Pompeo Visits Iraqi Leaders In Baghdad
STEVE INSKEEP, HOST:
Secretary of State Mike Pompeo visited Baghdad today. He is touring the Middle East to reassure allies amid shifting U.S. declarations of its plans for Syria. NPR's Jane Arraf joins us from Baghdad. Hi there, Jane.
JANE ARRAF, BYLINE: Hi, Steve.
INSKEEP: I guess we should note that President Trump, over the holidays, just visited U.S. troops in Iraq. Who did Pompeo see?
ARRAF: So Pompeo saw pretty much everyone because when President Trump came here and he bypassed Baghdad and the Iraqi prime minister, that kind of ruffled feathers because that's not the way it's normally done. So here, he saw the prime minister. He saw the Iraqi president, who has a ceremonial role. He saw the foreign minister. He saw the speaker of parliament. And he also met Kurdish leaders because, of course, Iraqi Kurdistan plays a big role in a lot of issues of U.S. interest here - so pretty much everyone in this short visit.
INSKEEP: And let's just remember; there is a war against ISIS. ISIS was active in both Iraq and Syria, was largely driven out of Iraq, is still present in parts of Syria. And President Trump has been talking about getting U.S. troops out of Syria, although they've recently added some conditions they want to meet first. Do Iraqi officials seem to understand and support the U.S. approach to ISIS?
ARRAF: Well, there's a question. I guess they don't really understand what the U.S. position is completely towards ISIS. Everyone agrees that they want ISIS defeated. But I think officials here have been puzzled by statements that U.S. troops would pull out of Syria. ISIS, of course, is an Iraqi preoccupation. At one point, it held one-third of Iraqi territory. It has, as you mentioned, been pushed out of the cities. But Iraqis with U.S. air support are busy fighting ISIS along the borders as we speak - along that border with Syria that runs for hundreds of miles. So part of what they were talking about today was how they can continue that fight against ISIS, no matter what happens.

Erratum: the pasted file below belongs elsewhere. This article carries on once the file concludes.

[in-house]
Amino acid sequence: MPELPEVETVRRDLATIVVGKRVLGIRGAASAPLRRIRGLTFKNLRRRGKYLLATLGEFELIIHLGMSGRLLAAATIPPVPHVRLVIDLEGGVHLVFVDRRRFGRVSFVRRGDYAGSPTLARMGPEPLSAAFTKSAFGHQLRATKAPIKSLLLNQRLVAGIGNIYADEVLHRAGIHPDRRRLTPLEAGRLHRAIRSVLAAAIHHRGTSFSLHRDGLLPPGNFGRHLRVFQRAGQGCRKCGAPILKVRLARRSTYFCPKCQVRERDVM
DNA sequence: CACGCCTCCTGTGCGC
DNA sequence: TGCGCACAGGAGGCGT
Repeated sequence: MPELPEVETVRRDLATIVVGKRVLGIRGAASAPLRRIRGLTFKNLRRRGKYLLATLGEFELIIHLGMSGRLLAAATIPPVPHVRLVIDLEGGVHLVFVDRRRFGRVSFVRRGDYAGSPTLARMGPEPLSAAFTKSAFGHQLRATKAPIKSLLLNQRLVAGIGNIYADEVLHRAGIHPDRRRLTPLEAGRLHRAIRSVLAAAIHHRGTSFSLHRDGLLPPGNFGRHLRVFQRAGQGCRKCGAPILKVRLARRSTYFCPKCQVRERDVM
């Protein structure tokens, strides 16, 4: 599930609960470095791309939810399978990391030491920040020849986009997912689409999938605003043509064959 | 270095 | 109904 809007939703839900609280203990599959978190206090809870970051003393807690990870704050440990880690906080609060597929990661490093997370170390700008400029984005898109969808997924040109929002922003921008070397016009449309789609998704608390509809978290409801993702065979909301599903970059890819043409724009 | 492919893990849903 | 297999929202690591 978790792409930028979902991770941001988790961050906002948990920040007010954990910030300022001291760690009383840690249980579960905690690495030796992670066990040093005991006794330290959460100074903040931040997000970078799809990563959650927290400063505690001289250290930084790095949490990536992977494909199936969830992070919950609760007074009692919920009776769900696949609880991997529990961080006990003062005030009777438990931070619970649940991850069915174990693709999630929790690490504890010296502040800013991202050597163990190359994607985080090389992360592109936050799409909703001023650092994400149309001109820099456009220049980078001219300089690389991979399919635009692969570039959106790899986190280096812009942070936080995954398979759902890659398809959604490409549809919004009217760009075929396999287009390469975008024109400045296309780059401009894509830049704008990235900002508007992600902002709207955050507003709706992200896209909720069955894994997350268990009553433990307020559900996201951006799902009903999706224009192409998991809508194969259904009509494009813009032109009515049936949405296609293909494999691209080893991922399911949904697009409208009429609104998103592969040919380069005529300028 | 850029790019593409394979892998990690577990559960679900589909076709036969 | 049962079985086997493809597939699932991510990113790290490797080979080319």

INSKEEP: Should we assume that Iran came up?
ARRAF: Yeah. We should assume that Iran came up. Now, Iran, whether you know it's spoken about or not, it's always in the backdrop of everything. Iran is Iraq's ally and Iraq's neighbor. So Iran, of course, is also one of Pompeo's preoccupations, perhaps the preoccupation, countering Iranian influence in the region. But here's the thing. Iranian forces helped push back ISIS four years ago. And Iran has been one of Iraq's biggest trading partners. So one of the things that Pompeo discussed was how to wean Iraq away from Iranian electricity because Iraq has been sending millions of dollars - many millions of dollars - to Iran for that electricity. Pompeo mentioned he was glad that Iraq was finding alternate sources.
INSKEEP: And Iraqis are open to that.
ARRAF: So Iraqis are really divided about Iran, you know? But everybody wants good relations with all their neighbors. That's kind of a given. But at the same time, they also don't want to get drawn into another regional conflict of Iran against other regional allies. So one of the big issues here is whether U.S. forces will stay. And, of course, Iran and Iranian-backed groups would also like to see them leave. But they did emphasize during this visit that there's an appreciation for those troops here.
INSKEEP: Truly awkward. Iran, friend of Iraq, which is a friend of the United States, which is an enemy of Iran. Jane, thanks so much, really appreciate it.
ARRAF: Thank you.
INSKEEP: That's NPR's Jane Arraf in Baghdad, which Secretary of State Mike Pompeo visited today.
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